Topics: Action potential, Resting potential, Membrane potential Pages: 7 (1802 words) Published: May 23, 2014
“MEMPOT”© – Computer Simulation of Membrane Potential Measurements INTRODUCTION
“MEMPOT”© is an interactive graphical simulation program that is designed to show how cell membrane potentials are measured with microelectrodes in the laboratory situation. The simulation shows how the membrane potential depends on the external potassium, [K+]o and external sodium, [Na+]o concentrations and the relative permeability of the membrane to these ions. The program simulates membrane potential measurements in any excitable cell permeable to K+ and Na+ ions (e.g., nerve or muscle).

The Mempot shortcut is located in the Physiology folder on the desktop. EXERCISE 1 – RESTING POTENTIAL MEASUREMENTS

1.From the menu, open the “Resting Potential Experiment”. This exercise illustrates the effect of varying the external potassium concentration, [K+]o on the resting membrane potential.

2.Choose “Start Experiment”. You should obtain measurements of the resting membrane potential in at least 6 different potassium concentrations from 0.5 to150 mmol/l. (0.5, 1.0, 5.0, 10.0, 20.0, 40.0, 100.0 and 150.0).

3.To do this, enter the value (eg 0.5) into the box and click “ok”. Use the arrow keys to sample each of the 5 cells. Put the electrode into the cell, but be careful not to rupture the cell. The membrane potential will appear on the left of the screen (Vm). Sample each of the 5 cells to get an average resting potential (Vav) and an estimate of error (SEM) at each [K]o. Enter this data into Table 1, along with the internal and external cation concentrations.

4.Once a reasonable range of [K+]o has been investigated, click “Finish Experiment” and return to the “Menu”

5.Open “Graph Resting Membrane Potential Results”. This part of the prac requires you to re-enter the data into the program (“Enter/Edit Data”), which will then generate a graph of resting membrane potential against [K+]o.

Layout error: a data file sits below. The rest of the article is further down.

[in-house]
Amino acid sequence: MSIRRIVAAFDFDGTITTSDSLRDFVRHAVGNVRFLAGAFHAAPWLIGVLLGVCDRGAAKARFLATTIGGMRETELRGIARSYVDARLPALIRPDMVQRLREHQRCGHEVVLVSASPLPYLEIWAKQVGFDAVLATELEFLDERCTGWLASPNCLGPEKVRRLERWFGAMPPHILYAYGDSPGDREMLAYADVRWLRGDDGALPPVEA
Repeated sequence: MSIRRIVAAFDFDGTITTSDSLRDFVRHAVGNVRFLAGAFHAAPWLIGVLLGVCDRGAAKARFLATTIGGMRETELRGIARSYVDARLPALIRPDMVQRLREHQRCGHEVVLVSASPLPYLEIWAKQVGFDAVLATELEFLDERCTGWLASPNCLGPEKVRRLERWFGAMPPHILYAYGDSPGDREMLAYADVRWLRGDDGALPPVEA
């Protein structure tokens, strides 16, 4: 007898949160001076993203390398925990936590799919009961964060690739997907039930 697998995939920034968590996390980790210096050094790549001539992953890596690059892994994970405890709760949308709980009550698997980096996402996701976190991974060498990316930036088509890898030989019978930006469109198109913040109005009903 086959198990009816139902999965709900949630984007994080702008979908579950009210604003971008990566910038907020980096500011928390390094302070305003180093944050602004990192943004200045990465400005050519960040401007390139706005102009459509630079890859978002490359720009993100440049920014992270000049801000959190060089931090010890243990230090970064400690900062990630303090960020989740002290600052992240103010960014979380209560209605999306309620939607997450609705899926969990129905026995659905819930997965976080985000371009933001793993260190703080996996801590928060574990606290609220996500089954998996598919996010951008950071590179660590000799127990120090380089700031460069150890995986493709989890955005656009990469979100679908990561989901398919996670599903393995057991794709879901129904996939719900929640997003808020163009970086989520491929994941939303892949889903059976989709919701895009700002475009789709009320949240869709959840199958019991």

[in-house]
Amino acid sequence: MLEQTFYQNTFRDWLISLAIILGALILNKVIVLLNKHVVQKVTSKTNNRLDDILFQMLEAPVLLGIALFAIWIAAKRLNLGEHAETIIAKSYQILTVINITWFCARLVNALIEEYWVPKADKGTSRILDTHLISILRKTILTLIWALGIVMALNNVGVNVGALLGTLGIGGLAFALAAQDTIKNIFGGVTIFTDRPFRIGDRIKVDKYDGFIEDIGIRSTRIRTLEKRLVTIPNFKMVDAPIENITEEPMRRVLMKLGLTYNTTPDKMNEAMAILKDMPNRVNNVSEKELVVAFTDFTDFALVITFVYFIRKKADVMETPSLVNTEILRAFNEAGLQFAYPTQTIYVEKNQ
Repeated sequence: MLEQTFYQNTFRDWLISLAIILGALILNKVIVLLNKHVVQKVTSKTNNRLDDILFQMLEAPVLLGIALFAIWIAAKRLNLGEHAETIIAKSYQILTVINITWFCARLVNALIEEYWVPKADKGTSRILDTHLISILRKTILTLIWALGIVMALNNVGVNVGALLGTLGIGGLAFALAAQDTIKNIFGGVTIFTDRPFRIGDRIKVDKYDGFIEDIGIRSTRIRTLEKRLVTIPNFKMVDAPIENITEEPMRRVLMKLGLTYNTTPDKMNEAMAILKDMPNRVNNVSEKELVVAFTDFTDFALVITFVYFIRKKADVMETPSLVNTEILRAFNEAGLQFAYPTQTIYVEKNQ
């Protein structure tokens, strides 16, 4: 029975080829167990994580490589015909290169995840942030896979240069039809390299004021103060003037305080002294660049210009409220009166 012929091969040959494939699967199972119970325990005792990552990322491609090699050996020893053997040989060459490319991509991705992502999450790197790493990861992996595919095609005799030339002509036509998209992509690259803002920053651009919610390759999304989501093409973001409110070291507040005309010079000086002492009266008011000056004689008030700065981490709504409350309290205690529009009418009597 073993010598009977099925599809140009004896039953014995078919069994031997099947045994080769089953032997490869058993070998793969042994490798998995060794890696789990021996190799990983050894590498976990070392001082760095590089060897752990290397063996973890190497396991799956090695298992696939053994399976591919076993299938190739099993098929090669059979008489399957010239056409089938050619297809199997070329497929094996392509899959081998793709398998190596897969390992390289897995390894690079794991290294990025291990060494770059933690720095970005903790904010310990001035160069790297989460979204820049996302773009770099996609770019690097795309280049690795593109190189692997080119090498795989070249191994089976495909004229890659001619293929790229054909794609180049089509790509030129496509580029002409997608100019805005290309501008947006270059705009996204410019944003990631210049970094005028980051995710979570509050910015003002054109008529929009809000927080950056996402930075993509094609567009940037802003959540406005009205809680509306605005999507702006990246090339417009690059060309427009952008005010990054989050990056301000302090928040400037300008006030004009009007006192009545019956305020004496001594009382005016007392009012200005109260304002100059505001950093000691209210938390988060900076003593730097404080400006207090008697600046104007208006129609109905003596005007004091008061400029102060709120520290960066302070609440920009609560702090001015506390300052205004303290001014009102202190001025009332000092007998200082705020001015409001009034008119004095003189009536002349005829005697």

6.Plot a curve of the relationship between resting membrane potential and [K+]o. The program will plot the predicted curve based on the Goldman-Hodgkin-Katz equation for each permeability ratio entered. The objective is to obtain the curve that best fits the data. You should then obtain an estimate of the relative Na+ to K+ permeability by trial-and-error entry of values for PNa/PK. This tells you how permeable the cell is to Na+ to K+ when the cell is at rest.

Best value of PNa/PK: 0.0110
Average Sum of squares = 30.830
Standard Error of Estimate, Sy= 1.82463

7.Once you have found the curve based on the GHK equation (red), you should also have the program plot the ideal curve (based on the Nernst equation, blue dotted) that would be predicted if Na+ were impermeant.

Table 1

[K+]o[K+]i[Na+]o[Na+]iRMP (mV)SEM (mV)Nernst values
5150150.515-76.91.8- 88.63
10150145.515-64.41.6- 70.57
20150135.515-51.40.8- 52.50
40150115.515-34.20.2- 34.44
10015055.515-10.10.5- 10.57

Figure 1

The blue line represents the Nernst Equation while the red represents the GHK equation

The Nernst Potential for an ion EX (volts) is calculated from

RT [X] o
EX (V)=--- ln (------)
zF [X] i

where [X] is the concentration of the ion of interest. This may be potassium, sodium, choline etc.

Substituting appropriate values for R,T, z & F, the Nernst Potential for an ion EX (millivolts) is calculated from

[X] o
EX (mV) = (approx)60 log10 (------)
[X] i

Compare this to the GHK equation (in your notes). How many ions does the GHK equation take into account?

The Goldman-Hodgkin-Kaz (GHK) equation only takes into account three ions (potassium, sodium and chloride ions), while the Nernst equation only considers the concentration of one ion of interest. That is, the Nernst equation calculation tells us what potential would exist...
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